European Data Protection Board adopts guidelines on concepts of controller and processor under the GDPR
On 7 July 2021, the European Commission adopted version 2.0 of Guidelines 07/2020 on the concepts of controller and processor in the GDPR (Guidelines). The Guidelines were previously released for consultation in September 2020.
Although guidance on the role of controllers and processors has previously been issued prior to the introduction of the GDPR by the Article 29 Working Party in its Opinion 1/2010 (WP29 Opinion), these new Guidelines provide further clarity on scenarios faced daily by undertakings and more clearly align with considerations arising under the GDPR. As the Guidelines acknowledge, since the entry into force of the GDPR, many questions have been raised regarding to what extent the GDPR brought changes to the concepts of controller and processor and their respective roles - in particular as to the substance and implications of the concept of joint controllership (Article 26 of GDPR) and to the specific obligations for processors (Article 28 of GDPR). Recognising these issues, the EDPB has issued the Guidelines with a view to giving more developed and specific guidance in order to ensure a consistent and harmonised approach throughout the EU and the EEA.
Importantly, the Guidelines now replace the WP29 Opinion.
The Guidelines are separated largely into two parts:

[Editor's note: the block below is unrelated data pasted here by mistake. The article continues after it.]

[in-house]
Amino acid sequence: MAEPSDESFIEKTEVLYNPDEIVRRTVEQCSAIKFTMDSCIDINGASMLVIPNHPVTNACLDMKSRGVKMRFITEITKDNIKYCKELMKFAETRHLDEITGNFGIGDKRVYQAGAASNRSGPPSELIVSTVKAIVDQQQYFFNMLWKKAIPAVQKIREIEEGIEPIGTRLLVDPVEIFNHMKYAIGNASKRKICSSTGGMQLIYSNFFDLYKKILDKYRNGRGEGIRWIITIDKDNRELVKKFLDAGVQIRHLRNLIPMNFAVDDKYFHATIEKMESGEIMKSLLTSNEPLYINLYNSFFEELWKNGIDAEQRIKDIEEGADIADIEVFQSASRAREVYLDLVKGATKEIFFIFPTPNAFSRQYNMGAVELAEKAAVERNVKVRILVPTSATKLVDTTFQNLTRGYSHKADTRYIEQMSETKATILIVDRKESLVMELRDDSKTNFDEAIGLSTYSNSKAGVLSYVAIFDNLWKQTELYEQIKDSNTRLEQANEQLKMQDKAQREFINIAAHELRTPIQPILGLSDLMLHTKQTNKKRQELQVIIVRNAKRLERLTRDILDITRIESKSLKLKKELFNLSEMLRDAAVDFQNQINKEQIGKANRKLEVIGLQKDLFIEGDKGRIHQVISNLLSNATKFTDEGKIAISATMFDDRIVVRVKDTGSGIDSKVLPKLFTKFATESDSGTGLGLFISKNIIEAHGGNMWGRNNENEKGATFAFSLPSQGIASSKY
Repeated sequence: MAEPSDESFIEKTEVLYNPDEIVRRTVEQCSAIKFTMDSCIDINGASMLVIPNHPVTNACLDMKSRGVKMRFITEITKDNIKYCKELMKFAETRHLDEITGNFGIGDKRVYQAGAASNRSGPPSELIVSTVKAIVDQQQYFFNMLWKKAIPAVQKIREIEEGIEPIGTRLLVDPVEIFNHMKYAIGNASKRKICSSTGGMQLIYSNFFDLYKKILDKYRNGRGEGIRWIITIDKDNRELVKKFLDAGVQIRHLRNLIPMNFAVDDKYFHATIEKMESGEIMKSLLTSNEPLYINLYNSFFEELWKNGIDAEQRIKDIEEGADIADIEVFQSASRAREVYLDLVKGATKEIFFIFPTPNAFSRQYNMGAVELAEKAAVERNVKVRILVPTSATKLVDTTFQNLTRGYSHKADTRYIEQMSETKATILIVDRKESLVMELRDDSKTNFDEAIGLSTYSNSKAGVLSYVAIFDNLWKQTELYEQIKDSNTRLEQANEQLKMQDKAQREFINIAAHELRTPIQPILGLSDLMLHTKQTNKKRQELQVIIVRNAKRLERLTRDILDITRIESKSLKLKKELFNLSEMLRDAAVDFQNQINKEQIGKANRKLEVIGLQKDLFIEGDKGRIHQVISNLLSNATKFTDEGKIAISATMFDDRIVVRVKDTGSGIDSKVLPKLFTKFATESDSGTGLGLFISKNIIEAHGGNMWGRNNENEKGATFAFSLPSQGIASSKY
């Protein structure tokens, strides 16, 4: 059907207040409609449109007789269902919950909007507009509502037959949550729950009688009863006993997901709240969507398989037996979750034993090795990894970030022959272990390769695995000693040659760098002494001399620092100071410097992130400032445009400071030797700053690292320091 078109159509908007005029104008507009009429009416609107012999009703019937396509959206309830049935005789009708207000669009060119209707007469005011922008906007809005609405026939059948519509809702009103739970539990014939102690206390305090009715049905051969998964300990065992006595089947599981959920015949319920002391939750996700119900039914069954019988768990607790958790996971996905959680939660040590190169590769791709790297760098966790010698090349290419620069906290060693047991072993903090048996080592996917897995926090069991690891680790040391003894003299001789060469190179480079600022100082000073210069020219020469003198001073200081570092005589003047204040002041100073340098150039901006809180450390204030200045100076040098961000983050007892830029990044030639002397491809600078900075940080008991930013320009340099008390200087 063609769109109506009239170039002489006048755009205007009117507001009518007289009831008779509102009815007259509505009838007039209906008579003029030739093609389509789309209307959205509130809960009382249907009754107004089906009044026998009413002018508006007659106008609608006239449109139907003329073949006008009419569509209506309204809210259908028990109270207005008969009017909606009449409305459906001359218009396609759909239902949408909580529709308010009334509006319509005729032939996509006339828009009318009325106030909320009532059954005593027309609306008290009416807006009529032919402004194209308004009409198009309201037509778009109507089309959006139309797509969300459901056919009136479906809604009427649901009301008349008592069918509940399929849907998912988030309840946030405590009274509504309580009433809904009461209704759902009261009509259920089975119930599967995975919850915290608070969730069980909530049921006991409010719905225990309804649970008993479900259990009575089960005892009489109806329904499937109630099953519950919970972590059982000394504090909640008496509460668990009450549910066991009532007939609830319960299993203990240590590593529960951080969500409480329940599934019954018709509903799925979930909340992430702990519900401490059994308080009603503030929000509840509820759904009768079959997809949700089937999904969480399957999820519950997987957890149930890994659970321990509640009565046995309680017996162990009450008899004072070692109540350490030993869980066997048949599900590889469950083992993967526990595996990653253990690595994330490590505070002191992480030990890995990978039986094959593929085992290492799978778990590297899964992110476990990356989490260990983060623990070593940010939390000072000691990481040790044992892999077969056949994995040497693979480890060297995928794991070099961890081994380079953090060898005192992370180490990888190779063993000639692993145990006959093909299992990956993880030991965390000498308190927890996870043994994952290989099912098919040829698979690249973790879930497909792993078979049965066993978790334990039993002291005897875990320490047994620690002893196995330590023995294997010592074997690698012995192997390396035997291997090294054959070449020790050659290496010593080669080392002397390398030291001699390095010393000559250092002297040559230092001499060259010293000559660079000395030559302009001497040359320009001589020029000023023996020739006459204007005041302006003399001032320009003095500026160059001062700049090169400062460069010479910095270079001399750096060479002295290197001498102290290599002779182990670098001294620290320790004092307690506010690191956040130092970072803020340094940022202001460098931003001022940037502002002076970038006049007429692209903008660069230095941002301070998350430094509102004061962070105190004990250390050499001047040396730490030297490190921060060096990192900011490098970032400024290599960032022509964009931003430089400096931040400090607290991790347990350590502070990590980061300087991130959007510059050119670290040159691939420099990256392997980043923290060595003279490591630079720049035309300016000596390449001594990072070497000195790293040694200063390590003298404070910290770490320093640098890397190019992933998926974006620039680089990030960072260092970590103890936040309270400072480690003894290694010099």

- Part I of the Guidelines discusses the definitions of the different concepts of controller, joint controllers, processor and third party/recipient.
- Part II provides further guidance on the consequences attached in each case to the different roles of controller, joint controller and processor.
The distinction between controller and processor is an important one under GDPR, since the two roles trigger different requirements in each case under GDPR and furthermore may impact what a party is permitted to do with a particular data set. Furthermore, they directly affect the substance of contractual documentation that will need to be entered into between parties sharing data, depending on the capacity of the sender and recipient in each case (eg processor agreements, Standard Contractual Clauses). Categorising appropriately will also typically influence the way in which data subjects may exercise their data subject rights.
The Guidelines can be found here.